DETROIT — More public schools and municipalities are switching to smaller health insurance companies to save money on employee health care, according to The Detroit News. Meanwhile, the historically dominant Michigan Education Special Services Association has seen membership decline, a spokesman told The News.

Thousands of new enrollees have been reported in recent years by Health Alliance Plan, HealthPlus of Michigan and Priority Health due to new school and municipal customers, The News reported. Officials say their health management plans and lower administrative fees allow for lower rates, The News reported.

Some of the change is attributed to a 2007 law that requires public employers to solicit bids for health insurance, The News reported, although the employers are not required to accept the lowest bid. A larger reason is pending reductions in state school aid and declining revenue from property taxes that have forced schools and cities to find ways to reduce spending, The News reported.

Flint Community Schools switched its teachers' health insurance from MESSA to HealthPlus and projects a savings of $3.66 million this year, spokesman Bob Campbell told The News. That move caught the eye of other districts across the state, a HealthPlus spokeswoman told The News.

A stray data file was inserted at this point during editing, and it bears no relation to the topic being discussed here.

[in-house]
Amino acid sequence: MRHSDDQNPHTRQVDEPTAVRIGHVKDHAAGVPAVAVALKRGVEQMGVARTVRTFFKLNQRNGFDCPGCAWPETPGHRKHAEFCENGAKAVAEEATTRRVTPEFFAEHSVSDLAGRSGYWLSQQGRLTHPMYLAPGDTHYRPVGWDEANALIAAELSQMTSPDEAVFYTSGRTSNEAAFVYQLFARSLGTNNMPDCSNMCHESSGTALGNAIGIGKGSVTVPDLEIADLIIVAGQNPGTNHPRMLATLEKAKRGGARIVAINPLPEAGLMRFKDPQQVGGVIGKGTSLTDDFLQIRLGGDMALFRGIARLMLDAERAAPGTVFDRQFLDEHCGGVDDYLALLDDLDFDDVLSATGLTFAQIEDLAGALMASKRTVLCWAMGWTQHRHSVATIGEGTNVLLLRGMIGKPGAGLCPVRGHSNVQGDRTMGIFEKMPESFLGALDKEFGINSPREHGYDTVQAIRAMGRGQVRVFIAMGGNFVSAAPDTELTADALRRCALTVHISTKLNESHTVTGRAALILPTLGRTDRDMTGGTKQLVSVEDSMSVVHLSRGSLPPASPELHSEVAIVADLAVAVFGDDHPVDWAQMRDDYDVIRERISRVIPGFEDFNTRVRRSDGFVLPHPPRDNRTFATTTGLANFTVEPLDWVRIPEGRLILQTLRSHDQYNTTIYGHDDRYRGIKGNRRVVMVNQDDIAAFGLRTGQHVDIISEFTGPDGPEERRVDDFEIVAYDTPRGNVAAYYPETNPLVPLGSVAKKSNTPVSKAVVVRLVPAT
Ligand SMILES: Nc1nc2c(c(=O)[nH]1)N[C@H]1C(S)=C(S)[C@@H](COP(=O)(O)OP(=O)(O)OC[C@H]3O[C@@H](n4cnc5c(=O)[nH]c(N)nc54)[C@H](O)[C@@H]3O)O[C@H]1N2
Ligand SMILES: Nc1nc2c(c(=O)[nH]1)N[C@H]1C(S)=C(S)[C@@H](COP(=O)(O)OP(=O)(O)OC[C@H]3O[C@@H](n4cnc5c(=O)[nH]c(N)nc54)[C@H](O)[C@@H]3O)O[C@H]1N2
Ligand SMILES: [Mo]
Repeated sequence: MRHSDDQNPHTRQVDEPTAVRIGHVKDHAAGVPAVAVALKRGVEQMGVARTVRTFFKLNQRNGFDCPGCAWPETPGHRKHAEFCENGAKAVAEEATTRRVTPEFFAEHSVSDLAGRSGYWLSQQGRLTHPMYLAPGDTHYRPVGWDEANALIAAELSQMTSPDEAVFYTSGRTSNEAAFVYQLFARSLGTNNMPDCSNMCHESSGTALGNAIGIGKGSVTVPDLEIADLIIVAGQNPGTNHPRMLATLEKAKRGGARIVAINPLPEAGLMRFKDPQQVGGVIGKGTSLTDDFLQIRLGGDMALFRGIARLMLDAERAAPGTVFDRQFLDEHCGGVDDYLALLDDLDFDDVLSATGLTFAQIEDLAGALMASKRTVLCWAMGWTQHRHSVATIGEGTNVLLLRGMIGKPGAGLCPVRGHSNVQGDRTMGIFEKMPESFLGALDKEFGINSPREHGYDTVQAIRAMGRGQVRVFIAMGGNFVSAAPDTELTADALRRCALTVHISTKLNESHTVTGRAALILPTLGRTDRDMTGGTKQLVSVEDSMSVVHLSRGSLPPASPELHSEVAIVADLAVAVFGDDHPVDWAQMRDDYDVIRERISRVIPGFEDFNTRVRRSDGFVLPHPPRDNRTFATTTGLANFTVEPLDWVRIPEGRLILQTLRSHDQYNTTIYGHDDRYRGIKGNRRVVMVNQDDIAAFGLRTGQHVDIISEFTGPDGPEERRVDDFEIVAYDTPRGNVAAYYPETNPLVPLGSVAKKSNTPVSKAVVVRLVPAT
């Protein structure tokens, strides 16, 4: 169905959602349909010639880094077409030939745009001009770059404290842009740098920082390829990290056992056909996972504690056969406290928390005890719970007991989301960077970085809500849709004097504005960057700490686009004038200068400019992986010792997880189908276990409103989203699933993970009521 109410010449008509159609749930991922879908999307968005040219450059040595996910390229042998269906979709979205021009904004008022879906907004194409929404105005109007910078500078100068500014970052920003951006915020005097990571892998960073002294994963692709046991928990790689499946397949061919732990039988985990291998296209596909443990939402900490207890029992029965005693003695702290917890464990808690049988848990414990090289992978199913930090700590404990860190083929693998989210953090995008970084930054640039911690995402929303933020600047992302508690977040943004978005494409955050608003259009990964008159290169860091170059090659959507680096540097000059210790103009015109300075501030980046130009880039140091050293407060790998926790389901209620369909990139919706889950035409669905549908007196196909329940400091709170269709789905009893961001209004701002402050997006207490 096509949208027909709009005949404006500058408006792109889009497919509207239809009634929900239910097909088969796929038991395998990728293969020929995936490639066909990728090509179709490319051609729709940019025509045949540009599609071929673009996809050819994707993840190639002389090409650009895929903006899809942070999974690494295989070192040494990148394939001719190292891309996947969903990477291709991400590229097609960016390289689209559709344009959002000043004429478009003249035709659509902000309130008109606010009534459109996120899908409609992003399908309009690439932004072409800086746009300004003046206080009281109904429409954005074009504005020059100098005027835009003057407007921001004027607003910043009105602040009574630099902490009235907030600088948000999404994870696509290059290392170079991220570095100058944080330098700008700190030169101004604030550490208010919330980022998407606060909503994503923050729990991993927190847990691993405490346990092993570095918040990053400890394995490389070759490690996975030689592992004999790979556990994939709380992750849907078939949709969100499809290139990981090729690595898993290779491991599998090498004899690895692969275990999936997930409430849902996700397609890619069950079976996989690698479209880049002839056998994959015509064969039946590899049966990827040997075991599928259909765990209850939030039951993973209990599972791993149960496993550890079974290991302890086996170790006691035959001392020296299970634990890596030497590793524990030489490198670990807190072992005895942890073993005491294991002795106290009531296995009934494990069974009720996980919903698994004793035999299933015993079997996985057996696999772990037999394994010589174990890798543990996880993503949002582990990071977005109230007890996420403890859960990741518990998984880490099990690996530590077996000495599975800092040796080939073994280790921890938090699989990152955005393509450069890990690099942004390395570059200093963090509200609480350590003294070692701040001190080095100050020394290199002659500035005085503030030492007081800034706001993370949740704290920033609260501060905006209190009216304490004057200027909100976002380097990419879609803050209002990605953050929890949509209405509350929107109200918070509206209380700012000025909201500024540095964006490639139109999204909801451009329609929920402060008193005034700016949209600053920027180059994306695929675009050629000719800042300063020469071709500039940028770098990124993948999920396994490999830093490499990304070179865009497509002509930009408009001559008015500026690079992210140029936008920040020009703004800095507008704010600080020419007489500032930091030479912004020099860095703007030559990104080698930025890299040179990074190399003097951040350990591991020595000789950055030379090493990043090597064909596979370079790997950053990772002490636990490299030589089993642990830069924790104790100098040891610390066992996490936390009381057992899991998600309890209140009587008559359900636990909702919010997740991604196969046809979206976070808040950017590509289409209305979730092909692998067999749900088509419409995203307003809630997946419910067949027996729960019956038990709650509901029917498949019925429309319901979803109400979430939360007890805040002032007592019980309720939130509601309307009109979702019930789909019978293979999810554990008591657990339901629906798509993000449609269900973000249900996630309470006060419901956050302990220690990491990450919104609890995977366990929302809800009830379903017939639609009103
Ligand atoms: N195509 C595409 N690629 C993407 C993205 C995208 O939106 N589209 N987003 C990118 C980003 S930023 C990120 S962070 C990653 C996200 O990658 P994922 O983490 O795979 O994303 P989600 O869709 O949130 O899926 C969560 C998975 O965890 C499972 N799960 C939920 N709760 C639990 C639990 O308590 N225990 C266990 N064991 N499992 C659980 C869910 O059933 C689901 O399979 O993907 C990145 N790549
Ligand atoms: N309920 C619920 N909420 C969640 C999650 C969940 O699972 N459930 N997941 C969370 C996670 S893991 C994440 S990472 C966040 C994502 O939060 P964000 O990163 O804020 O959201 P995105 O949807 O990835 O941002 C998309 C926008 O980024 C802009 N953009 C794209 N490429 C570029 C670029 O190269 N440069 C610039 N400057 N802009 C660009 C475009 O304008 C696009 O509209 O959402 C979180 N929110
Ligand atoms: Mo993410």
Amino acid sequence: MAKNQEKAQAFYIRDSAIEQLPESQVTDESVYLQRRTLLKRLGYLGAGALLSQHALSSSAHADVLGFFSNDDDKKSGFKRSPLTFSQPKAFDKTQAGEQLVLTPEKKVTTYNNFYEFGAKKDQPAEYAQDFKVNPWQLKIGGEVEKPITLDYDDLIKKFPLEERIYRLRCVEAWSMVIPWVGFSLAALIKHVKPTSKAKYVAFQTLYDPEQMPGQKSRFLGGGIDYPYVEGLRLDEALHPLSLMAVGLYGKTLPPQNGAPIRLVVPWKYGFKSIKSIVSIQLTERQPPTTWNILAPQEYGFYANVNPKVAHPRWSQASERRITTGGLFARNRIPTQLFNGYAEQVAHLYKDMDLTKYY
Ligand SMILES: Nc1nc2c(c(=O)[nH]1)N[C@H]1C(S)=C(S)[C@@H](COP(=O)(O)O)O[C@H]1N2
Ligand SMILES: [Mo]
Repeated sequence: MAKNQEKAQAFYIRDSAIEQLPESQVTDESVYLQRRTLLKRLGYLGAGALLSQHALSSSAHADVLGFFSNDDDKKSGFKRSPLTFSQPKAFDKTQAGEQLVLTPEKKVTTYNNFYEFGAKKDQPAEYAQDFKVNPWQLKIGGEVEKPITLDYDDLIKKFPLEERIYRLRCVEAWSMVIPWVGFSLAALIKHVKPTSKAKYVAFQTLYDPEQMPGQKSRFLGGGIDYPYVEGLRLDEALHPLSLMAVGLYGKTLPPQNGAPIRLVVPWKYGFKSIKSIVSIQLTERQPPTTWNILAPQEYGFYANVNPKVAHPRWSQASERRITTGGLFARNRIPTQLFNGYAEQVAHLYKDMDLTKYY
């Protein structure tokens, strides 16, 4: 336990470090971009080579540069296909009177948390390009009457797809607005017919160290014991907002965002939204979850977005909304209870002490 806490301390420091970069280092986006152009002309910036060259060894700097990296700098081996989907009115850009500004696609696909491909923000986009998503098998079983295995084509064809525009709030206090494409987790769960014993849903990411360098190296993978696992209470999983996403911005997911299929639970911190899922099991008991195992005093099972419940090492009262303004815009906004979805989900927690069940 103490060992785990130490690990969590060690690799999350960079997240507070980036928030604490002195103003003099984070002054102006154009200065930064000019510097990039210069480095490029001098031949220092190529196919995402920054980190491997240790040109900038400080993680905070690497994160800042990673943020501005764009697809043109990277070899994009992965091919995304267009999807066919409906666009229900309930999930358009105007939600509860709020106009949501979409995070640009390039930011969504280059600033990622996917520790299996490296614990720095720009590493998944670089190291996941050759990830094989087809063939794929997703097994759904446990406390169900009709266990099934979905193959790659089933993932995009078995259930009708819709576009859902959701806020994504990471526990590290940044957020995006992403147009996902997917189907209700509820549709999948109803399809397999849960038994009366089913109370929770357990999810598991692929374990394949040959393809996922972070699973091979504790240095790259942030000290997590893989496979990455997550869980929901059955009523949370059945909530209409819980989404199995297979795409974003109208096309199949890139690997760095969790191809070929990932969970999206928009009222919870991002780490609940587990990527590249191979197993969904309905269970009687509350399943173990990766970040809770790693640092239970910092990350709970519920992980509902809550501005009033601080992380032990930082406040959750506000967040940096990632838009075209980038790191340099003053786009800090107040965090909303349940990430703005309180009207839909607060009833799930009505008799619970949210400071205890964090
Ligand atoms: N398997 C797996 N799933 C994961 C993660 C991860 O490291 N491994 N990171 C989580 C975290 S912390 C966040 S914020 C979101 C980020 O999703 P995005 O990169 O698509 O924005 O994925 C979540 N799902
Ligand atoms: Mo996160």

Blue Cross Blue Shield of Michigan, the state’s largest insurer, told The News that its public-sector membership remains stable, while MESSA spokesman Gary Fralick said that its membership has dropped from about 100,000 in 2004 to 73,400 today, The News reported. Fralick that was due to a combination of schools choosing other carriers, privatization of some school services, and school employee retirements, The News reported.  Some districts have switched out of MESSA and then back to it, Fralick noted, The News said.

SOURCE:
The Detroit News, “Cutbacks benefit small insurers,” April 28, 2011

FURTHER READING:
Mackinac Center for Public Policy, “‘Controlling’ School Health Insurance Costs, Local Style,” April 4, 2011

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